Ahead of the inaugural meeting, Tibayev asked the Knesset Research and Information Department to put together a document outlining possible causes of traffic accidents. He also requested an overview of road death statistics and budgetary information on the National Road Safety Authority, a branch of the Transportation Ministry; the Traffic Police, which is responsible for law enforcement on the roads; and the Education Ministry, which provides road safety education.
According to the figures collected, some 90-95% of all traffic accidents were caused by careless or negligent individuals; 25-30% by faulty road infrastructure and 5-10% by technical problems with vehicles. Most accidents were caused by more than one of these elements, the research found.
Based on data from the Central Bureau of Statistics, the study also highlighted that traffic accidents increased by some 11% in 2010, with a total of 14,603 accidents – 304 fatal and 1,355 causing serious injury. In total, 27,735 people were injured, 1,633 seriously and 349 were killed.
In addition, the research also noted sharp budget cuts in recent years to the Education Ministry’s Department for Road Safety and a severe reduction of manpower and resources for the Traffic Police, although the number of cars on the road has increased by 142% since 1990. Information obtained from the National Road Safety Authority also shows that its budget for this year was reduced.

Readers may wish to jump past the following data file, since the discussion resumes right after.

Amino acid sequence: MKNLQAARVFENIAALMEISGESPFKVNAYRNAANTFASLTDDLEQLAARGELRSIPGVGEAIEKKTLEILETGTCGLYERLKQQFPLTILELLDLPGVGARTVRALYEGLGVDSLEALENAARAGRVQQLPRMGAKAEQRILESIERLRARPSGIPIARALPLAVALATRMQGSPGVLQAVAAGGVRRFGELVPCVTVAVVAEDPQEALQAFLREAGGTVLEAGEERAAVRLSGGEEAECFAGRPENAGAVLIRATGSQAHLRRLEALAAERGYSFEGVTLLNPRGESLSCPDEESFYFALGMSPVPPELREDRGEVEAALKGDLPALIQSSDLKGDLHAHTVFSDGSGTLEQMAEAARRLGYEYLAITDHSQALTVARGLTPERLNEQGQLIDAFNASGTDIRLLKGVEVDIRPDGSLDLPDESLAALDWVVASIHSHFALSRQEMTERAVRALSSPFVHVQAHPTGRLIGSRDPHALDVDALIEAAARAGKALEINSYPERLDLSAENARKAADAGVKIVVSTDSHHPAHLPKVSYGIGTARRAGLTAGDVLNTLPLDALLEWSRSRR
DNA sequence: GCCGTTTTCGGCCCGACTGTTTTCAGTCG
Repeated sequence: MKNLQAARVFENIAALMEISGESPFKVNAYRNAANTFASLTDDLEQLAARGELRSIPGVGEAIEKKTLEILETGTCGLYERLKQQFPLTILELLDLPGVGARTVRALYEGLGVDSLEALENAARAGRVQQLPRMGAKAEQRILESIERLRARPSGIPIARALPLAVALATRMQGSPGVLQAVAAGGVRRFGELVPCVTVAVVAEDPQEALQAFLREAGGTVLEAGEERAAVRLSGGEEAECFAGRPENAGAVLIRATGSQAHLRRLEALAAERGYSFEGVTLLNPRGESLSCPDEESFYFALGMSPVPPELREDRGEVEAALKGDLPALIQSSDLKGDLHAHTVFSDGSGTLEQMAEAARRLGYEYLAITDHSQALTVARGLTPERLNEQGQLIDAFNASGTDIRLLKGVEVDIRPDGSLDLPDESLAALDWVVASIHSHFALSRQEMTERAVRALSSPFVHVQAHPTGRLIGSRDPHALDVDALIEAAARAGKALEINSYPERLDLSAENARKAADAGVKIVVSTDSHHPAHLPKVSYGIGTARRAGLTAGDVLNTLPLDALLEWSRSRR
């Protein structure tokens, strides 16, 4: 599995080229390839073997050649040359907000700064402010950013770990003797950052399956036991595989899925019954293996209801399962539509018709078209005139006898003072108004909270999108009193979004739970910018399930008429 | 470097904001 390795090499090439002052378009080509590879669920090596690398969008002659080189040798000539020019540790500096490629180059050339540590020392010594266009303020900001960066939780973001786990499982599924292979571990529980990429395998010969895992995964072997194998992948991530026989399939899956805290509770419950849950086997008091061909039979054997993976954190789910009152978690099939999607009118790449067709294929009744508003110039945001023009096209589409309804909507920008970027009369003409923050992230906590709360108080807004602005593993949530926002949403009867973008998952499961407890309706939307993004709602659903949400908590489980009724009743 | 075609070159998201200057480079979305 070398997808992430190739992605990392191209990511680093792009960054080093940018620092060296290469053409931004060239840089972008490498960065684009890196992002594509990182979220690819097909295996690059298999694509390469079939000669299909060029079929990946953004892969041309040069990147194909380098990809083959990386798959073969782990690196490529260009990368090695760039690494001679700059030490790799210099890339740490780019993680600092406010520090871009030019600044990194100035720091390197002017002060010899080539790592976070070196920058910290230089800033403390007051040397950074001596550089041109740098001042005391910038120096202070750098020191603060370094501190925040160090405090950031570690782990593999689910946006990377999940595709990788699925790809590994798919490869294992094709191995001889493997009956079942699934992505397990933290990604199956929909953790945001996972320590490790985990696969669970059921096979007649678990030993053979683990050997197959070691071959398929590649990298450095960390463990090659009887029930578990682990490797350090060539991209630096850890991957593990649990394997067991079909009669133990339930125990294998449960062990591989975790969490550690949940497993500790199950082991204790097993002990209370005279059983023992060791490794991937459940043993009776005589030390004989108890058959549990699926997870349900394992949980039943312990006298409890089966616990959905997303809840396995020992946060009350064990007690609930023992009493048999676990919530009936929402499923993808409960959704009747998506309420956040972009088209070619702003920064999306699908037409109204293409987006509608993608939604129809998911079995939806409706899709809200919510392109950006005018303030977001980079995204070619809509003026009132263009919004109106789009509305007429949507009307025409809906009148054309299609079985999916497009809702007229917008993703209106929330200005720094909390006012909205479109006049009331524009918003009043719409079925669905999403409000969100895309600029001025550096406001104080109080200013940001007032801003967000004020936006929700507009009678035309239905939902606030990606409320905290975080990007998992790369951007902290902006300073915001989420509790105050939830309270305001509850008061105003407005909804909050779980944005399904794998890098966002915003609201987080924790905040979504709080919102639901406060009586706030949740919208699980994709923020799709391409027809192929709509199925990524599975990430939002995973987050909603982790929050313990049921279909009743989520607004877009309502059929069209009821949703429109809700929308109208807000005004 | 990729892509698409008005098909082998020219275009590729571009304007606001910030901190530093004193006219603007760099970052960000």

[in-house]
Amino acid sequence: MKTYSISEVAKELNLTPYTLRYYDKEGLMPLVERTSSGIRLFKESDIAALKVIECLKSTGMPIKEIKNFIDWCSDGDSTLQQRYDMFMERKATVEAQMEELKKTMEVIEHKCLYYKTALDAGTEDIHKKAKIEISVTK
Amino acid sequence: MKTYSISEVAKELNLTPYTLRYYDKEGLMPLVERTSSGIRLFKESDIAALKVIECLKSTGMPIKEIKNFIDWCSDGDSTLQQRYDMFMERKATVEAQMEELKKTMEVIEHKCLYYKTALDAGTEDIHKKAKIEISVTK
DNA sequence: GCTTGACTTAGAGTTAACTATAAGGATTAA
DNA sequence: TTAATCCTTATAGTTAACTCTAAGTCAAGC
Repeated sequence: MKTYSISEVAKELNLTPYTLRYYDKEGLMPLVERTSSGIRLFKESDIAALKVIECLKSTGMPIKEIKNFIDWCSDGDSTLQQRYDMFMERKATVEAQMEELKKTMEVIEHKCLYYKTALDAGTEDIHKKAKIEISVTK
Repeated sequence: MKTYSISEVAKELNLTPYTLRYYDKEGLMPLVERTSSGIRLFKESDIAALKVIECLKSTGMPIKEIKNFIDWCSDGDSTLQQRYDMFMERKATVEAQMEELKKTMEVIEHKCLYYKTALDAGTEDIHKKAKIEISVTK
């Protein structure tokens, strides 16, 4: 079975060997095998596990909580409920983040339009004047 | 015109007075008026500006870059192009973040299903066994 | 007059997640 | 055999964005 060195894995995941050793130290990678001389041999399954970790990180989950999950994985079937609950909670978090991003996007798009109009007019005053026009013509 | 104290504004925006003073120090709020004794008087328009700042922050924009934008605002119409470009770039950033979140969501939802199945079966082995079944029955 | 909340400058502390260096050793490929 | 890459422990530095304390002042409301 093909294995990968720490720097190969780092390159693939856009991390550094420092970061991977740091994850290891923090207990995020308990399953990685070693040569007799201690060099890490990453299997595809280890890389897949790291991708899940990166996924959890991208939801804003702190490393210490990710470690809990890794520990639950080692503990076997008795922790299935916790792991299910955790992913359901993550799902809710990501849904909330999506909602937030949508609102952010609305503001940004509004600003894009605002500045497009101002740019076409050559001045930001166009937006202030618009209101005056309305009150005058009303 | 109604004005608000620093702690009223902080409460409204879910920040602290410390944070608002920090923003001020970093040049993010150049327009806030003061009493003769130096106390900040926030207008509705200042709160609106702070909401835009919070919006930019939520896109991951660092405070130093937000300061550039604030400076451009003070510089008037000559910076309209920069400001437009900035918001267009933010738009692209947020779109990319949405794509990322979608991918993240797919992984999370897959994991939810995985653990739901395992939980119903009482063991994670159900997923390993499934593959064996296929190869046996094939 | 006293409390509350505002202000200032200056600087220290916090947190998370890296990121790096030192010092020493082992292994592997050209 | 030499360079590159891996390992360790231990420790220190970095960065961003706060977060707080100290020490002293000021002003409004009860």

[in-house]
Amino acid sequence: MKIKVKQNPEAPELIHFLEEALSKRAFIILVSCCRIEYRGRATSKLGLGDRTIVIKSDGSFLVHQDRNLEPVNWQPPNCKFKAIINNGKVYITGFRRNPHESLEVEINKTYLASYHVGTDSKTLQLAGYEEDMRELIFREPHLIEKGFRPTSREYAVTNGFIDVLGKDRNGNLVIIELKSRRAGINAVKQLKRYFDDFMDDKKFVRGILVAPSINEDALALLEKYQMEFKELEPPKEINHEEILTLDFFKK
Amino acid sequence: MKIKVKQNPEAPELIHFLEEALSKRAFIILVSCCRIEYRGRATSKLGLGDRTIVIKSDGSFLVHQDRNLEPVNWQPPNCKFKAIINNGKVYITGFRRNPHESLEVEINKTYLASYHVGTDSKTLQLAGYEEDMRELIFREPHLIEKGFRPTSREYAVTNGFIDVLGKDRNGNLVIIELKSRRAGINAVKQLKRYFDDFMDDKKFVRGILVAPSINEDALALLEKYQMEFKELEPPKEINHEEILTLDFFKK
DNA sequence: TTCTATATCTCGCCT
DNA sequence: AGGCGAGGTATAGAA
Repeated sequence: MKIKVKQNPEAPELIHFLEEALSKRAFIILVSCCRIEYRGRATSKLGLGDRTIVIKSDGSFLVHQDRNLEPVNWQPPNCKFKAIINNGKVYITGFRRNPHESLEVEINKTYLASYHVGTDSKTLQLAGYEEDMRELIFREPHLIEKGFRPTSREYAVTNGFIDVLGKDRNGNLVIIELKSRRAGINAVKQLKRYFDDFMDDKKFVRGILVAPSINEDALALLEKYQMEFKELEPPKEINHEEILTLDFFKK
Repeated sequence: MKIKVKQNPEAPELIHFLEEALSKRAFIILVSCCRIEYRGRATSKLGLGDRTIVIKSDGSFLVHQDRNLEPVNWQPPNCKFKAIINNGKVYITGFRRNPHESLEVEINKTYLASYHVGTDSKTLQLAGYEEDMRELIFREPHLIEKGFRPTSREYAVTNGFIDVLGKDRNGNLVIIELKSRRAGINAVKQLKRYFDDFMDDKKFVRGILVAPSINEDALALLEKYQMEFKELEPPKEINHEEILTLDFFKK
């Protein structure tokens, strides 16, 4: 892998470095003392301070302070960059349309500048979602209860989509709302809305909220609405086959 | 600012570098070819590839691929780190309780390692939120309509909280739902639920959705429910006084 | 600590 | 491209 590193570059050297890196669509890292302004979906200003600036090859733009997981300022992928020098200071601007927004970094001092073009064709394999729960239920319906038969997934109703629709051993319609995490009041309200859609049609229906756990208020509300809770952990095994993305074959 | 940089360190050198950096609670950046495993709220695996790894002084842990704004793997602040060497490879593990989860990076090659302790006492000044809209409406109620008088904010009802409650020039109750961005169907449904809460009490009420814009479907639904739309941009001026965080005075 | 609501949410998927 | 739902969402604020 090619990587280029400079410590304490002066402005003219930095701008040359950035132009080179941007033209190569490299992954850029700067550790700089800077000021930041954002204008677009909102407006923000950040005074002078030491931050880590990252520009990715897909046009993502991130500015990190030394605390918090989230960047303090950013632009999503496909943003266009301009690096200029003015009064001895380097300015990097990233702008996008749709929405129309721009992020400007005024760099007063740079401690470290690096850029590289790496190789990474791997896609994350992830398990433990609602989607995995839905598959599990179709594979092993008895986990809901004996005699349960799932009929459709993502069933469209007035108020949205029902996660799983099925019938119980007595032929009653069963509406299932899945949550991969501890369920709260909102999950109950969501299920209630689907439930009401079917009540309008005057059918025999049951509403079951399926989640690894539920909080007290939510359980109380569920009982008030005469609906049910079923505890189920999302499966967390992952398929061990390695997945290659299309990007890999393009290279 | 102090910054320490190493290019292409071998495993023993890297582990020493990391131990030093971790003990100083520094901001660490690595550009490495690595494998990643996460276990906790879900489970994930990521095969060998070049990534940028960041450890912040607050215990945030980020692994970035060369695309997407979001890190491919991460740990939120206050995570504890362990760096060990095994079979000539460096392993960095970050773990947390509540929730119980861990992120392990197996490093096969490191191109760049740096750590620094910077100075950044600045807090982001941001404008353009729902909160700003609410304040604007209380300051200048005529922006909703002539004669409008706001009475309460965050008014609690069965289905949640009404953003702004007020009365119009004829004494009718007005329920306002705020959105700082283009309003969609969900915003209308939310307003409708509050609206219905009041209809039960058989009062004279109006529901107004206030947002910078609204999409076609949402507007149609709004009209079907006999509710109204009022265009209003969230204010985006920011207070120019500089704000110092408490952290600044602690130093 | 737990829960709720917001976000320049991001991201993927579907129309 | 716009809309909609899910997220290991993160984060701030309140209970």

“There is no simply answer to what causes these fatalities,” observed Tibayev, who said he intends to call Transportation and Road Safety Minister Yisrael Katz to speak before the committee. “However, I am certain that it is not only people who cause traffic accidents, it is a mix of the culture on the roads, lack of education and inadequate roads that also play a part.
“If we continue to cut the budgets for road safety education, we will have a serious problem. The number of young people killed on the roads is higher than any other group.
We must invest in education.
What do young drivers who have just passed their tests know? They only know how to switch on the ignition. Perhaps road safety education should be a component of the driving exam?” WHILE CHANGING the national driving test could become one of the committee’s goals, for the now Milwaukeebased Bryan Atinsky, who welcomed the new committee, it is more a matter of overhauling the agenda to make road safety a national priority and taking to task those officially responsible for reducing the deaths.
“I hope that this committee will ask why the budgets for this issue have been so severely cut,” commented Atinsky, who on March 9 will mark one year since his family was killed in a head-on collision in the Negev. “I hope it can pressure [the government] to return the budgets to what they were or what they should be.”
Atinsky, who since the tragedy has been actively involved in fighting for change here even though he has yet to decide if he will return here to live, pointed to increasing law enforcement, cameras and other preventative measures as critical steps in the right direction.
“It’s a free-for-all on Israel’s roads, and no one is worried that he will get caught breaking the law,” he said, clearly disappointed that in the year since his family was killed, not much has really changed.